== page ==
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Saturday, September 22, 2007

Malang the cartoonist

Acclaimed colorist exhibits the works of his artistic roots

Mauro Malang Santos, more popularly known as “Malang,” is recognized for his trademark paintings depicting such favorite subjects as women vendors and cityscapes. An acclaimed colorist, his canvases exude cheer and gaiety with bursts of orange, yellow, red, green and a profusion of other bright hues.
Malang’s exceptional work as a painter actually has a solid foundation in his earlier—but just as prolific—cartooning career. As a multitasking layout artist, illustrator and designer of the Evening Chronicle’s This Week magazine starting in 1947, Malang would render innumerable drawings for the publication and later create several widely followed cartoon strips.
This two-decade stretch in the artist’s life is the subject of an exhibit titled The Forgotten Malang: A Career in Cartoons. Conceptualized by Project Art, the exhibit opened on February 23 2007 at the Philamlife Lobby on UN Avenue, Manila, and will be on view until March 30.

Philamlife is hosting The Forgotten Malang as part of its 60th anniversary celebration and its corporate commitment to support the arts.
By tracing his artistic roots, the exhibit reintroduces Malang to the public, particularly to younger audiences, and shows how these roots prepared him for his eventual transition into a full-fledged painter.
Malang says that his 20-year newspaper experience honed his graphic skills, while having a daily deadline taught him to be disciplined and to be more observant of things that went on around him as sources of ideas for his cartoons.
The Philamlife exhibit will feature selections of the various cartoon strips that Malang made from 1947 to 1967, including: “Kosme the Cop,” the adventures of a city policeman as he walks his beat; “Kosme the Cop [Retired],” about the henpecked husband who gets into all sorts of scrapes; “Chain-Gang Charlie,” the convict who has a thousand and one uses for his ball and chain; and “Bellzebub,” the devil whose tail an indispensable accessory. There are also samples of Malang’s menagerie, a one-page wordless “village-scape” series that appeared in the Weekly Graphic. In all these works, Malang demonstrated his innate sense of humor and a remarkable knack for the sight gag.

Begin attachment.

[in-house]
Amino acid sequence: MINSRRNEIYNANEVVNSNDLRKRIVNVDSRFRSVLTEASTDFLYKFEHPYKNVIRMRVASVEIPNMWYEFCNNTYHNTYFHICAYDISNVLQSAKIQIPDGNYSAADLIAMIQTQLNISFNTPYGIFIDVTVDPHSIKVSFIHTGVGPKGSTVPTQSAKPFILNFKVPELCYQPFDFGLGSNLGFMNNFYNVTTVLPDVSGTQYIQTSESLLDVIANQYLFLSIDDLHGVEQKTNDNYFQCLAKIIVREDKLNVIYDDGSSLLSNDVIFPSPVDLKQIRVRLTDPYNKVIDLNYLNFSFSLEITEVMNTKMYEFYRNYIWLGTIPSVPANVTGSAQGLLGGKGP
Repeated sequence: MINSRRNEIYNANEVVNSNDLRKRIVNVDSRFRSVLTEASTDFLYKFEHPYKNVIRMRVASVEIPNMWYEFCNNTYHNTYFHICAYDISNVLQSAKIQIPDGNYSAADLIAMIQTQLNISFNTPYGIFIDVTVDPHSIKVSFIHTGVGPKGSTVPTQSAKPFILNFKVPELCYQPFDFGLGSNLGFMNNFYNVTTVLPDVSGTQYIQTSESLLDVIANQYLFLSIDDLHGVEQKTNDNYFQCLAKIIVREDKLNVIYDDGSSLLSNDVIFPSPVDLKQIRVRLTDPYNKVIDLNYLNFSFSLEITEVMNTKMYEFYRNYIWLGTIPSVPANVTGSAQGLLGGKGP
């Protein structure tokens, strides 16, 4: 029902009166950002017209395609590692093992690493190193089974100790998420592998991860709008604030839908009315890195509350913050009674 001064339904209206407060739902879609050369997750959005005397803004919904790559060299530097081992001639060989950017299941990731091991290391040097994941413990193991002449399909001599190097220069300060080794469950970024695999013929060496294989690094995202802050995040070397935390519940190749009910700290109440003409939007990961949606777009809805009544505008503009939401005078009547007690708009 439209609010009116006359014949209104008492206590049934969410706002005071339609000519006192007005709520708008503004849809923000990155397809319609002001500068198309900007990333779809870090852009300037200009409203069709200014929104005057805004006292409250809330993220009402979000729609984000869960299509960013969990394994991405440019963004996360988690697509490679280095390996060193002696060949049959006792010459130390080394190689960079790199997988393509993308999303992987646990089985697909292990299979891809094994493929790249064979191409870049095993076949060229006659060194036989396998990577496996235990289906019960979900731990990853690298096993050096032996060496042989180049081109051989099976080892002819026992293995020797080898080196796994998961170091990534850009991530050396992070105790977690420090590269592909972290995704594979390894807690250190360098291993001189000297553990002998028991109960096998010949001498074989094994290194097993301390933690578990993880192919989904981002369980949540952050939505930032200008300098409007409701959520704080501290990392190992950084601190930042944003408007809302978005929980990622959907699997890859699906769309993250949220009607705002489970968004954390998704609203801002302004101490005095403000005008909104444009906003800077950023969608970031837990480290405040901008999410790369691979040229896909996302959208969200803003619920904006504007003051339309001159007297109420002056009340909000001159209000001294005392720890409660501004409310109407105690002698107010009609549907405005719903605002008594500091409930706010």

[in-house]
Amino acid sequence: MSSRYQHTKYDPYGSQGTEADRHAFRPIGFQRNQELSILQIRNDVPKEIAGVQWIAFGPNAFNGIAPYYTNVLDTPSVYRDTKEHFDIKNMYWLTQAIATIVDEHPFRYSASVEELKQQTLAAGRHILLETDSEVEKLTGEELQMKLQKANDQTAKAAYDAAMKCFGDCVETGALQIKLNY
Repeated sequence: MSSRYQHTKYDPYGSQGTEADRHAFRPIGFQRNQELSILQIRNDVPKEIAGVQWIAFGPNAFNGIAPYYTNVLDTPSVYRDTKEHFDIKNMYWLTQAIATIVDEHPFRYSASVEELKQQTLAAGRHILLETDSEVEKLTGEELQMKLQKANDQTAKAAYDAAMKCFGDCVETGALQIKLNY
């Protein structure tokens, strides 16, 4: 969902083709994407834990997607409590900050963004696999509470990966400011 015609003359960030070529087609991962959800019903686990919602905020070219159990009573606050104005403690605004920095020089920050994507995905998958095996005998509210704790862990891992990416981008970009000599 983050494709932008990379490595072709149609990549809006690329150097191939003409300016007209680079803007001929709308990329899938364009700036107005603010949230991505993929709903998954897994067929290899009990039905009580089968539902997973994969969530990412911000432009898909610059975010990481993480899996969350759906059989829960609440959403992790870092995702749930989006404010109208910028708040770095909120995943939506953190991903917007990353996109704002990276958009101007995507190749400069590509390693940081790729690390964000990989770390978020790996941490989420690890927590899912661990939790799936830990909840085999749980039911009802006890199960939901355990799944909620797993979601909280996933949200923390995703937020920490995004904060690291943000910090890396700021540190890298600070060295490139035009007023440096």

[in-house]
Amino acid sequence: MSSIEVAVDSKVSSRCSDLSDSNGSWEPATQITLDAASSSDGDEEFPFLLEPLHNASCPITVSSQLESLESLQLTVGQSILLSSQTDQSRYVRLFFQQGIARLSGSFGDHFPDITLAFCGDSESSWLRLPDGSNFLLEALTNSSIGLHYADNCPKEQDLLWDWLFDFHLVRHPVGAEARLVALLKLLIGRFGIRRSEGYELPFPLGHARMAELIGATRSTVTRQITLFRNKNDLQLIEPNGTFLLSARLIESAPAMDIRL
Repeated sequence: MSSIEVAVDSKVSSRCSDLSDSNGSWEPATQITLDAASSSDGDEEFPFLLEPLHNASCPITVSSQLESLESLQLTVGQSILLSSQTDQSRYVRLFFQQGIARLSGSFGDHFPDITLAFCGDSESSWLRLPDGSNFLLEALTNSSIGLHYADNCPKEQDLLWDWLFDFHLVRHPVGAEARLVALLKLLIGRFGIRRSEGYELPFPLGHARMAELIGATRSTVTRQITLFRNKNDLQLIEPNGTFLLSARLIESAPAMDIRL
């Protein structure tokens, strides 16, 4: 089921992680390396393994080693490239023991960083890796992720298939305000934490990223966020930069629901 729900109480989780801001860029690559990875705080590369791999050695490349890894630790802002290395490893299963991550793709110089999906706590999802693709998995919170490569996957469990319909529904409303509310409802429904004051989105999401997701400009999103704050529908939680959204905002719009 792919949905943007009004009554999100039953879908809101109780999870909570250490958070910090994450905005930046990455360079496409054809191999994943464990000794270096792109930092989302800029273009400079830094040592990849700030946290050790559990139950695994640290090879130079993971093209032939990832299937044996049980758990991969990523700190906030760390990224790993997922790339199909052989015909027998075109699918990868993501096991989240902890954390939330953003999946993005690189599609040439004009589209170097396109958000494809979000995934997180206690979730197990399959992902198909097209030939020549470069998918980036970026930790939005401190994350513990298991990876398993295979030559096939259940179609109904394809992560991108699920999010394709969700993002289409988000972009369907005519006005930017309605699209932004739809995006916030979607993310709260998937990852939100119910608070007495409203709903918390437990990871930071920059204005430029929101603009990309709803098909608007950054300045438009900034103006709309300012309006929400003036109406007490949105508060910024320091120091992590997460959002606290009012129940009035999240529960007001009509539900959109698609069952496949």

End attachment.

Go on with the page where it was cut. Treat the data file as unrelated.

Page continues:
Also showcased are some of the artist’s drawings for a regular column in This Week magazine called “That’s the Law,” illustrating interesting ordinances; and for fiction features written by the likes of Carlos Bulosan and S.V. Espistola.
A trivia portion shares little-known tidbits about Malang—among them, that he opened in 1955 The Bughouse, the country’s first cartoon gallery, along with several artist-colleagues.
The exhibit will also have a Cartoon Corner where visitors can try their hand in drawing. Guests may also step into a life-size “cartoon strip” with cut-out faces featuring Kosme and his wife.
The Forgotten Malang is meant to be a fun and educational exhibit, aimed at viewers of all ages. While it is a trip down memory lane in an artist’s life, it also celebrates humor that transcends the ages.
Indeed, five decades later, many of Malang’s cartoon strips remain as amusing as when they were first drawn for a different generation of readers. But even if they come from another era, these strips are certain to tickle one’s funny bones, hence proving the enduring quality of the visual pun and the timeless wit of the person who made it his specialty.

Today, with the simple lines and graphic compositions found in many of his works, it is quite obvious that the cartoonist in Malang somehow still prevails.

Viewing hours for The Forgotten Malang: A Career in Cartoons are 8 a.m. to 5 p.m., Mondays to Fridays; and 8 a.m. to 12 noon, Saturdays. For inquiries, text or call (0917) 880-4754, or e-mail

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